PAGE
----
Posted on May 7, 2021June 7, 2021 by Juwon Jun“Ahora cuéntamelo tú”: Narrative Abilities in School-Age Heritage Spanish (Javier Jasso, Cecilia Perez) To watch the presentation, enter password nsshl2021 below:
4 Replies to ““Ahora cuéntamelo tú”: Narrative Abilities in School-Age Heritage Spanish (Javier Jasso, Cecilia Perez)”
Javier, Cecilia, thanks for a very stimulating talk!
I have a couple of questions/comments:
1. Your 2nd graders seems to have quite more exposure to Spanish than the Kindergarteners and the 4th graders. To what extent do you think this may have affected the results obtained when measuring their PGU? (or even PGU within this certain age group)?
2. This is more of a reflection to open up discussion more than an actual question, but here it goes! 🙂 –> One of the main differences between your study and that of Castilla-Earls et al. (2019) is that theirs analyzed linguistic development longitudinally, while yours -if I’m not mistaken- does so cross-sectionally. Do you think this could have had an affect on the results? I have an inkling that Castilla-Earls et al. might’ve found age/exposure effects as a result of individuals’ decreased activation/input in the HL over time, however, this might not always be the case for individuals who could be enrolled in higher grades (for example in 2nd/4th grade in your cross-sectional study) and be recently emigrated or come from communities/families that are very Spanish-dominant, or for those who “thresholds” of language use might be higher/lower to start with. Can we overcome this potential skewing of the data with cross-sectional analysis, and if so, how?
Again, this is not a criticism of your study at all (which I think is asking a lot of great questions!!). It is something that I have come across in my own work and I’ve always gotten questions about, so I wanted to hear your take on it 🙂
Many thanks for reading and once again, congratulations!
Thanks for your talk! It was very thought-provoking.
#1: One of the points that most captured my attention was the negative correlation between PGU and SI in the earlier grades. You comment on this towards the end of the presentation, but I wonder if you could give us a little bit more detail here.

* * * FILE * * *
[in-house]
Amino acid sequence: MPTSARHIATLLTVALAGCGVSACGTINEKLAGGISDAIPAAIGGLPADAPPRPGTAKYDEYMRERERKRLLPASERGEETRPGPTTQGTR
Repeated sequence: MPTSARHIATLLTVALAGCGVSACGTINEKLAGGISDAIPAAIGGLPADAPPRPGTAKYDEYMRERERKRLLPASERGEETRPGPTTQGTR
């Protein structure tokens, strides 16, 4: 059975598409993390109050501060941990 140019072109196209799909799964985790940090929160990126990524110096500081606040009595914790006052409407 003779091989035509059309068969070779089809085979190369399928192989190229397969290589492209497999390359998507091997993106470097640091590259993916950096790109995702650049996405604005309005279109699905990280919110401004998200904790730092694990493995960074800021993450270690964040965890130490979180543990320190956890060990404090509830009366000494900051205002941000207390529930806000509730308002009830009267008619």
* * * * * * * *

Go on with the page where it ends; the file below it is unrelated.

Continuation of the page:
What types of “errors” did you see most often from older children who are beginning to use more subordination?
#2: Can you talk a little bit more about PGU? I’m certainly not an expert of child bilingualism research, but I am somewhat familiar with the area, and I’ve never seen this term before. How is it calculated? Is it tied to language standards or some objective measure of the input that children receive?
Concerning David’s comment #1, I was wondering the same thing, but I was thinking that perhaps what we have here is an effect of children with more ability/fluency creating also more subordination. This is all the most probably since it looks like IS was calculated as a total average of number of clauses/number of utterances per narrative (if calculated per each utterance we would have several IS measures per subject, and could enter subject as a random variable in the model, which would allow to test this idea).
I was also wondering if you could elaborate a little on what you consider a utterance, since you talk of MLUw, which would be rather a T-unit, then talk of C-unit (which seem again a spoken T-unit). I was also wondering how difficult it would be to segment this way (which you do have to do for your measurements) and if for MLUw or T-units you could use instead intonational units. It seems that the constant PGU could be a factor of oral mode, so if incomplete T-units that are fine oral units are taken into account, that may distort results. Just some food for thought, it is hard to measure grammaticality in oral discourse, let alone children’s oral discourse.
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